Interactional justice is concerned with how far victims feel (i) respected by justice officials (“interpersonal justice”) and (ii) informed about the progress of their case and the justice process overall (“informational justice”) (Laxminarayan, Henrichs and Pemberton, 2012; Laxminirayan, 2013). This paper explores the experience of interactional justice for victims of ‘honour’-based violence and abuse who report to the police in England and Wales. ‘Honour’-based violence and abuse (HBVA) refers to abuse perpetrated with reference to ideas of ‘shame’ and ‘honour’. Semi-structured interviews were carried out with 36 victims of HBVA across England. This paper documents their experience and extends the framework of interactional justice proposed by Laxminarayan, Henrichs and Pemberton (2012). First, we identify intersectionality, in particular the positions of gender, ethnicity and immigration status within the victim-officer encounter, as central to interpreting the interpersonal experiences of HBVA victims with police. Second, we find that how information is used and delivered can be as important as the content and timeliness of communication. Twenty of our sample of 36 participants were happy with the initial police response; but only nine were happy with their reporting experience overall. We argue that focusing on HBVA victims’ interaction with justice actors could enable us to understand and improve HBVA victims’ experience of, and satisfaction with, the justice system overall. © 2018, The Author(s). Published by Informa UK Limited, trading as Taylor & Francis Group. This is an author produced version of a paper published in POLICING AND SOCIETY uploaded in accordance with the publisher’s self- archiving policy. The final published version (version of record) is available online at the link below. Some minor differences between this version and the final published version may remain. We suggest you refer to the final published version should you wish to cite from it.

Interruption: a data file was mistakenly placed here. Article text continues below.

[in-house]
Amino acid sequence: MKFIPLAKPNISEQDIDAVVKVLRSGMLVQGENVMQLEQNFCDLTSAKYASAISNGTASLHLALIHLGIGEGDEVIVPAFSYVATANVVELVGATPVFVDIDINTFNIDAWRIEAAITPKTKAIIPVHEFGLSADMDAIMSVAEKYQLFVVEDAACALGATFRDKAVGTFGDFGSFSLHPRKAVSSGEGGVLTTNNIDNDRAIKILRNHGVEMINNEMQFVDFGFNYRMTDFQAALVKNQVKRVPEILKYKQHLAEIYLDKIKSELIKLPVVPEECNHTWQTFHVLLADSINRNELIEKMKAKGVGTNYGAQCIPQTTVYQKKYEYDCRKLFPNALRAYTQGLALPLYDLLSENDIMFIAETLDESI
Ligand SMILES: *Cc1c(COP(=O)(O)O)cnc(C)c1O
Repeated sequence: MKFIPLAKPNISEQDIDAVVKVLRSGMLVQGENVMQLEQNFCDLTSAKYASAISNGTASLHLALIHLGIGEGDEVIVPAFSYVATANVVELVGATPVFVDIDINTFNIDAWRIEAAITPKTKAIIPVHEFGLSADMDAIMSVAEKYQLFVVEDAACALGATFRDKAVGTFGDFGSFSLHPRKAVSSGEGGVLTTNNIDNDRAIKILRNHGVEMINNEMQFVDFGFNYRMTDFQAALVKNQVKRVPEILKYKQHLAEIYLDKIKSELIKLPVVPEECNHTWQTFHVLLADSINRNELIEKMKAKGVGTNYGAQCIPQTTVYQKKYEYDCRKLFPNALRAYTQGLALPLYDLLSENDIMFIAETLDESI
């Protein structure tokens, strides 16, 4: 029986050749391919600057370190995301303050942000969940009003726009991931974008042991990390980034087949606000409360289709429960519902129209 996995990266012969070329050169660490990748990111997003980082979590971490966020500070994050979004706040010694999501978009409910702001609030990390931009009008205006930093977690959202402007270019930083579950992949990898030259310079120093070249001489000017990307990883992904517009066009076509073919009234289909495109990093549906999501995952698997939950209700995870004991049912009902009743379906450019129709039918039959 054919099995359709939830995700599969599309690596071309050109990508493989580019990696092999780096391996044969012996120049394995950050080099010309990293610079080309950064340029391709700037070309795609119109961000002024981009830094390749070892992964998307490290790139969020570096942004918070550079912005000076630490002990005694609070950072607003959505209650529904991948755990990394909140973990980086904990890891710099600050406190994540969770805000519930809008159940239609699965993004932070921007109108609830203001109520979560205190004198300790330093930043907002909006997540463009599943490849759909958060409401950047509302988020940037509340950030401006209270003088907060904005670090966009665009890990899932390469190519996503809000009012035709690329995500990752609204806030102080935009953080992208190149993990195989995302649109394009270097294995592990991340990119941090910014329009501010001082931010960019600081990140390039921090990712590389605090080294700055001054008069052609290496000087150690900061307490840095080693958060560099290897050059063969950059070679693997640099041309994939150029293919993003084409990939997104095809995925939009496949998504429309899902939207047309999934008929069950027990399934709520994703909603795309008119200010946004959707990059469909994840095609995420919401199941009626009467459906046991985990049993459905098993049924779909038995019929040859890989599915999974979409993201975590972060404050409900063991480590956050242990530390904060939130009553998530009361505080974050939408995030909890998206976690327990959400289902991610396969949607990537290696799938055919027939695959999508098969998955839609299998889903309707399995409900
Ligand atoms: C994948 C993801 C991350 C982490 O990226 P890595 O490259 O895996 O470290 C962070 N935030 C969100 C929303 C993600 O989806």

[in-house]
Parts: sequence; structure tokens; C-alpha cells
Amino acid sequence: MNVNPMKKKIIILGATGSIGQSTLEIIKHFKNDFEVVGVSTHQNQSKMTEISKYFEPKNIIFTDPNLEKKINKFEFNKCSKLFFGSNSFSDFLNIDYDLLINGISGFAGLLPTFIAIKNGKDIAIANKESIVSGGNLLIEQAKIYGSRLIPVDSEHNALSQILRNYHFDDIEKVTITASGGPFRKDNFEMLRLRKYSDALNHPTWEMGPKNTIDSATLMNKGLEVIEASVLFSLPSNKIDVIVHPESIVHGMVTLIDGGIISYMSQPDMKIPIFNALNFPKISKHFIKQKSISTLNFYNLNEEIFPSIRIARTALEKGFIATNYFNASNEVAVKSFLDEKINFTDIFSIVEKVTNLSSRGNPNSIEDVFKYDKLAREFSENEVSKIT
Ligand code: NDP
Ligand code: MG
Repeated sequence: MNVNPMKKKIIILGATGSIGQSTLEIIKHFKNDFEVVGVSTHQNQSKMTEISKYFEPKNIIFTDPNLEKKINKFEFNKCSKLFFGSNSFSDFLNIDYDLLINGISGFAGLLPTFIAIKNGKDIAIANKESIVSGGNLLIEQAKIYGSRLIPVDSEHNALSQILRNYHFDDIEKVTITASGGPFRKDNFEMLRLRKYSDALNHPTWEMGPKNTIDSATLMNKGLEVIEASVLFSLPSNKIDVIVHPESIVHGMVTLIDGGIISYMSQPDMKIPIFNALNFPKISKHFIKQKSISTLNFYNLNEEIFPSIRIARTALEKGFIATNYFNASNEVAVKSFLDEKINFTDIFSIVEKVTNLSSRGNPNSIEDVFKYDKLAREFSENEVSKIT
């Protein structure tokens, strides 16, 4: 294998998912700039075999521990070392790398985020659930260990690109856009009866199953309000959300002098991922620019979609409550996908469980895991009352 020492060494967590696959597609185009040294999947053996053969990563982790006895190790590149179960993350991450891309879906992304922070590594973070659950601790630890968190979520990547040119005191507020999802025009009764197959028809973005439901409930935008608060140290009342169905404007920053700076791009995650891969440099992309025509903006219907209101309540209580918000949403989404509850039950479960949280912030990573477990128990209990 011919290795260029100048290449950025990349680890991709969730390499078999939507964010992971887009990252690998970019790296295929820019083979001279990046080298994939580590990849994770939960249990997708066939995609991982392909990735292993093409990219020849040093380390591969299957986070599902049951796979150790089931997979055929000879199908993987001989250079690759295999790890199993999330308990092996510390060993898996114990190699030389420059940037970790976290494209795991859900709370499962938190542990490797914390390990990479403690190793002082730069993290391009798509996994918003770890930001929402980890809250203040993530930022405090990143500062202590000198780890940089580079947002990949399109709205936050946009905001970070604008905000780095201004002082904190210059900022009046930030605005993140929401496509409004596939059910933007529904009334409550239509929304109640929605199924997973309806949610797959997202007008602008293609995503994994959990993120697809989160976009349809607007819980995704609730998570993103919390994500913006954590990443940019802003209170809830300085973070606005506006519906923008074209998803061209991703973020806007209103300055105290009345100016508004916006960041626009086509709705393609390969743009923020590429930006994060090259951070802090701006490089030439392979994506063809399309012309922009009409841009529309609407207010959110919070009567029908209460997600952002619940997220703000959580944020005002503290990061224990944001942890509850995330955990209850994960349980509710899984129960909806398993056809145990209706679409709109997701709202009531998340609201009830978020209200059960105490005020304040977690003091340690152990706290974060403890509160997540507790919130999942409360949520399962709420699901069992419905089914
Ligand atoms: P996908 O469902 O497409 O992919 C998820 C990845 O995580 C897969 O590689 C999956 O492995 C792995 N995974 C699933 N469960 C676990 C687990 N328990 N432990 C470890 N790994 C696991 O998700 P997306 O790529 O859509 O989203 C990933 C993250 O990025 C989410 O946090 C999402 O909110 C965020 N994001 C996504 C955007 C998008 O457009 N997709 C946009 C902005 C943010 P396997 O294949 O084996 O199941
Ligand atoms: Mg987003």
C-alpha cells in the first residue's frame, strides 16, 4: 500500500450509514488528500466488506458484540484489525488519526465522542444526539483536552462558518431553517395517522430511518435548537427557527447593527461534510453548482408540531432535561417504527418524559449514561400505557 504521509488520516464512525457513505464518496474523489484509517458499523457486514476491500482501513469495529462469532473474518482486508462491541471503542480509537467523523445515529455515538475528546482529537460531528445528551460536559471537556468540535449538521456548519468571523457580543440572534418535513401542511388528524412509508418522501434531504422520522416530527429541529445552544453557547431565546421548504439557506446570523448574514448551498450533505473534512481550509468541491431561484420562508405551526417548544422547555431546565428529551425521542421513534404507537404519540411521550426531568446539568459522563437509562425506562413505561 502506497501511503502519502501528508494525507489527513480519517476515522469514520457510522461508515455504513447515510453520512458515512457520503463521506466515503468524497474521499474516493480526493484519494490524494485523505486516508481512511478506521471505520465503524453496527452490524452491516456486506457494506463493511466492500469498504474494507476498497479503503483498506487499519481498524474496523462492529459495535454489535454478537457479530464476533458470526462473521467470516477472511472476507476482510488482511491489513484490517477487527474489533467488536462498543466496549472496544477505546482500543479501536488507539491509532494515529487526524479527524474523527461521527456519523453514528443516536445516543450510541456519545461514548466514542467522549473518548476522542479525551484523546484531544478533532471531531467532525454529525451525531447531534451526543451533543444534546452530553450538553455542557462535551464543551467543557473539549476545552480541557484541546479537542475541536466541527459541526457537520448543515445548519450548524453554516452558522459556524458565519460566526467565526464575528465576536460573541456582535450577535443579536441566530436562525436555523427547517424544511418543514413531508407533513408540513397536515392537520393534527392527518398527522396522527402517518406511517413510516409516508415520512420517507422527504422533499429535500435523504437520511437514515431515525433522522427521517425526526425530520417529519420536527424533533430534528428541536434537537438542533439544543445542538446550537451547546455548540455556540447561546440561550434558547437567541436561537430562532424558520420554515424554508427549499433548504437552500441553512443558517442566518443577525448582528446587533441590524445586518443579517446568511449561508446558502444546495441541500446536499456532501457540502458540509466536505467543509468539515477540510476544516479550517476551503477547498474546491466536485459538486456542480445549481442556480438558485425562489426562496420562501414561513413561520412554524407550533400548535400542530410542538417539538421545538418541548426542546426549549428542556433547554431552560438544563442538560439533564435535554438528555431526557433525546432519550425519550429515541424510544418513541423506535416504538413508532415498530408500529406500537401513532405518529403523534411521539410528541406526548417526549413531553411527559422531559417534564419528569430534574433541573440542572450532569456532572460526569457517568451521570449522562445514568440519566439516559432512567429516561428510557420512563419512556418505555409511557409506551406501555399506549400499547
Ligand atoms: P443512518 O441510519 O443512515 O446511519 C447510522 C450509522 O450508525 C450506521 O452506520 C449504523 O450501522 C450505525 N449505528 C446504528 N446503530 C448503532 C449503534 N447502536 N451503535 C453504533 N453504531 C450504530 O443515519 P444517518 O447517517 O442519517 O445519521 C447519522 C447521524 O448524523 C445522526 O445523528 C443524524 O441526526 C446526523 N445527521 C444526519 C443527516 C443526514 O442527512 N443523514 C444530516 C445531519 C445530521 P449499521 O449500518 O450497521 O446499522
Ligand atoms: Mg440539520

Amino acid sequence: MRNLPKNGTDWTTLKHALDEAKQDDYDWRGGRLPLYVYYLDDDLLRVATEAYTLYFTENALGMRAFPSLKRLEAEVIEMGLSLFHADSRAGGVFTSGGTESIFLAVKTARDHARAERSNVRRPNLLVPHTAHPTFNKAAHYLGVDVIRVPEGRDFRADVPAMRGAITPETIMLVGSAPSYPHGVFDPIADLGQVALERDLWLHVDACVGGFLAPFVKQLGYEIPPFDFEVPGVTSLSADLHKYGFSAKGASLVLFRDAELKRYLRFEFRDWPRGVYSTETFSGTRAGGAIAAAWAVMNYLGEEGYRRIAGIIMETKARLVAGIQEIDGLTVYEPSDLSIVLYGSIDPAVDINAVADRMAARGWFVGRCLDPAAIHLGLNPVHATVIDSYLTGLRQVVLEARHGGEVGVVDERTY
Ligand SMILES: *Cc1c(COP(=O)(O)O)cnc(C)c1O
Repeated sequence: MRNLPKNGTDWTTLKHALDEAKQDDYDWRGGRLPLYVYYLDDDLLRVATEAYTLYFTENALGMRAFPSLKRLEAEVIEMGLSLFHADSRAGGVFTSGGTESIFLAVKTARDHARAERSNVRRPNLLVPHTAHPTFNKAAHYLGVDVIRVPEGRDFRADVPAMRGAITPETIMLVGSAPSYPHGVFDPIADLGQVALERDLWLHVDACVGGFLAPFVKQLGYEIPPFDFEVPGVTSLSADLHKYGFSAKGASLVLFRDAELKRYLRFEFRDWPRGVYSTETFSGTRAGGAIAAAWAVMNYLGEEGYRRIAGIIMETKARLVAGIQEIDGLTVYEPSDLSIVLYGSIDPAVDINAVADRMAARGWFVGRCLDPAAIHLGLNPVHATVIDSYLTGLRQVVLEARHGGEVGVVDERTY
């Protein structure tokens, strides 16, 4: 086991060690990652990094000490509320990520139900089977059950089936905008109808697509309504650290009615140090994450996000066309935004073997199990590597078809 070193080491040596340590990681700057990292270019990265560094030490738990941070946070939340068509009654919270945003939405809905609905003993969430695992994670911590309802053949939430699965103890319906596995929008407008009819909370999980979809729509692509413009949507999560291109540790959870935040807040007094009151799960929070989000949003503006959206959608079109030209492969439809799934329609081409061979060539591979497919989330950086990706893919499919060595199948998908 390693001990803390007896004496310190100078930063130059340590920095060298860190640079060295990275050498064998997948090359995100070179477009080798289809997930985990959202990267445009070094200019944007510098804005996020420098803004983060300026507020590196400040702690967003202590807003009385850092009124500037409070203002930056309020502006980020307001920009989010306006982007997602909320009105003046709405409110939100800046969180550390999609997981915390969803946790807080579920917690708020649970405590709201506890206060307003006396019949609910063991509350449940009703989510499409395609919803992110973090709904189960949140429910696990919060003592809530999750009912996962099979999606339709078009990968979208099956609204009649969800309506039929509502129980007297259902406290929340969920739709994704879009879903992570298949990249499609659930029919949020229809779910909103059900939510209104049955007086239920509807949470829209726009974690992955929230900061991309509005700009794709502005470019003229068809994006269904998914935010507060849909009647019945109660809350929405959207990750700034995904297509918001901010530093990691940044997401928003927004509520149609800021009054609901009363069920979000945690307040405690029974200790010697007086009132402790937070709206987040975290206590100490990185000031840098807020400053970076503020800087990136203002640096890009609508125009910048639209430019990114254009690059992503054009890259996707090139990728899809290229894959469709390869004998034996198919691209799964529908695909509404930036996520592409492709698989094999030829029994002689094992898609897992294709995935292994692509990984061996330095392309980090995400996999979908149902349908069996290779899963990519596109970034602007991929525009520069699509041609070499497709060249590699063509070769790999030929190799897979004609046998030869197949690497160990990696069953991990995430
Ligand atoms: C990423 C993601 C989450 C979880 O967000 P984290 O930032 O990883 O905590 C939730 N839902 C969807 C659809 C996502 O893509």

- honour based violence
- forced marriage